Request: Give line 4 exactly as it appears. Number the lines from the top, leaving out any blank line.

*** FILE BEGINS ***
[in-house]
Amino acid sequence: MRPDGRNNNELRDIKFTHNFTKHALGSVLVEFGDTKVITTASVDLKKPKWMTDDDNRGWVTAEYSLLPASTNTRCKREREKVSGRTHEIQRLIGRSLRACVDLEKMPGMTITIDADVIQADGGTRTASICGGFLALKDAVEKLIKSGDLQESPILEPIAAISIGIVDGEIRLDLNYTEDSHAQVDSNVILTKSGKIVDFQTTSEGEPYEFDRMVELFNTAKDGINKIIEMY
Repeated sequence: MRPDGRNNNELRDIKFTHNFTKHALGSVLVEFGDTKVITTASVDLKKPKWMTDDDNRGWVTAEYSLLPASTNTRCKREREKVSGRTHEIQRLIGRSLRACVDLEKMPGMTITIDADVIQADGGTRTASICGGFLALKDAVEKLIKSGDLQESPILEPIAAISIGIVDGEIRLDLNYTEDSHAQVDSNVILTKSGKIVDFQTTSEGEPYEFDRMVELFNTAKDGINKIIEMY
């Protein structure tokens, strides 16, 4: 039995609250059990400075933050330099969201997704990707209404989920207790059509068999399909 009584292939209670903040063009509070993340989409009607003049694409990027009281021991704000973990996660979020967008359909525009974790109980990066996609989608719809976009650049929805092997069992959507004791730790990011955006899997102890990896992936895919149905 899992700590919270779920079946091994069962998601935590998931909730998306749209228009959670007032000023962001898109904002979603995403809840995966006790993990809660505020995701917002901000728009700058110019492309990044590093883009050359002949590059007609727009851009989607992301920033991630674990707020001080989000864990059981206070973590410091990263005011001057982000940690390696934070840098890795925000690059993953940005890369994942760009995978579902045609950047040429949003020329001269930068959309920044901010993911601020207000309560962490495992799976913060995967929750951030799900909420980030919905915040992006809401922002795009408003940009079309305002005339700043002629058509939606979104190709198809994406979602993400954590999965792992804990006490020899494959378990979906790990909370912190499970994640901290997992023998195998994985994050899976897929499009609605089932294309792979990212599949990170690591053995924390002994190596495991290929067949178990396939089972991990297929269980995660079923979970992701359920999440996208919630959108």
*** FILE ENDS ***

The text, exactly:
């Protein structure tokens, strides 16, 4: 039995609250059990400075933050330099969201997704990707209404989920207790059509068999399909 009584292939209670903040063009509070993340989409009607003049694409990027009281021991704000973990996660979020967008359909525009974790109980990066996609989608719809976009650049929805092997069992959507004791730790990011955006899997102890990896992936895919149905 899992700590919270779920079946091994069962998601935590998931909730998306749209228009959670007032000023962001898109904002979603995403809840995966006790993990809660505020995701917002901000728009700058110019492309990044590093883009050359002949590059007609727009851009989607992301920033991630674990707020001080989000864990059981206070973590410091990263005011001057982000940690390696934070840098890795925000690059993953940005890369994942760009995978579902045609950047040429949003020329001269930068959309920044901010993911601020207000309560962490495992799976913060995967929750951030799900909420980030919905915040992006809401922002795009408003940009079309305002005339700043002629058509939606979104190709198809994406979602993400954590999965792992804990006490020899494959378990979906790990909370912190499970994640901290997992023998195998994985994050899976897929499009609605089932294309792979990212599949990170690591053995924390002994190596495991290929067949178990396939089972991990297929269980995660079923979970992701359920999440996208919630959108």